Just to start with, there's Ed Morris' saving of the frigate Pharris after she gets her bow blown off by a Soviet torpedo. Thanks to fast and decisive action on the part of himself and his crew, the critically damaged ship is able to stay afloat, get a tow and make it back to port in Boston. Morris doesn't think so himself, but everyone else around him, from his commanding admiral on down, thinks the feat is a Moment Of Awesome well worth a medal and reassignment as captain of a top-of-the-line frigate tasked to help protect the most crucial convoy of the war.
Alekseyev's impromptu command of 20th Tank Division's breakthrough. He takes command of a headless division not even an hour before the attack begins, leads them in a breakthrough of NATO lines, takes an APC to the front lines, and then personally calls down artillery on NATO tanks trying to stem the breakthrough. And then refuses to return to headquarters, even after nearly being killed by an airstrike, until CINC-West makes it an order.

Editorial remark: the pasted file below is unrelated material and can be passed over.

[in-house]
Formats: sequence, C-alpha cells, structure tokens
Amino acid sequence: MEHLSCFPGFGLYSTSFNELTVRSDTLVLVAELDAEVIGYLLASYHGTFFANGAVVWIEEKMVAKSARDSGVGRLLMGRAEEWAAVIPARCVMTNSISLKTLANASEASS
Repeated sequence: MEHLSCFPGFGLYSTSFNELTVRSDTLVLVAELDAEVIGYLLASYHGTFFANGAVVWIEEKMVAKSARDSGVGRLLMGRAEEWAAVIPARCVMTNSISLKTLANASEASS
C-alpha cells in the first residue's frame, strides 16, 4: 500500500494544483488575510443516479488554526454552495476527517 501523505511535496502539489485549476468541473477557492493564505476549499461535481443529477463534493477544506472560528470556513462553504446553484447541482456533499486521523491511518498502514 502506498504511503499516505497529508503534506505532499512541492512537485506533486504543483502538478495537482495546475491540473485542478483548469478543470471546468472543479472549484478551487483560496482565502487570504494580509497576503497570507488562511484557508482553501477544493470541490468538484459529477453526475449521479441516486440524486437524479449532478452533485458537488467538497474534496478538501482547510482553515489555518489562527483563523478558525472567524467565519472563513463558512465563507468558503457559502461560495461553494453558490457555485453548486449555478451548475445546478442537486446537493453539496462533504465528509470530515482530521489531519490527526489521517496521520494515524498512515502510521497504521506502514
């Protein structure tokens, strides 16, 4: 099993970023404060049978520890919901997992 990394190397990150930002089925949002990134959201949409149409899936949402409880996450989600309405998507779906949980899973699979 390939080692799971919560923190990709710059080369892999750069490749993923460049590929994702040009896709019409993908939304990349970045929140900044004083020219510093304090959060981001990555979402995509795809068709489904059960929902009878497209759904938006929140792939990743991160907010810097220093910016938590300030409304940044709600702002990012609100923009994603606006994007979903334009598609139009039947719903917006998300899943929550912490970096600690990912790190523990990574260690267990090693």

The veteran Royal Marine sergeant expressing his doubts at the usefulness of an Air Force weather officer, only to be epically put in his place by one of the US Marines who had been following that weatherman all the way across Iceland.
Sgt. Nichols: Does he know what he's about? Sgt. Smith: The skipper? I watched him kill three Russians with a knife. That good enough? Sgt. Nichols: ... bloody hell.
The civilian captain of the MV Julius Fucik will complete his mission. Even if his boat is missiled and strafed and he has been mortally wounded by a 20mm cannon shell, he will complete his mission, and not even a general of the elite Soviet Airborne can tell him otherwise.
The boat wasn't just strafed, the bridge was specifically targeted with 20mm Vulcan fire. He survived the explosion of over 600 high-explosive rounds
Not to mention managing to put his ship through maneuvers that temporarily raise the waterline, so the missile ends up impacting well up on the freeboard.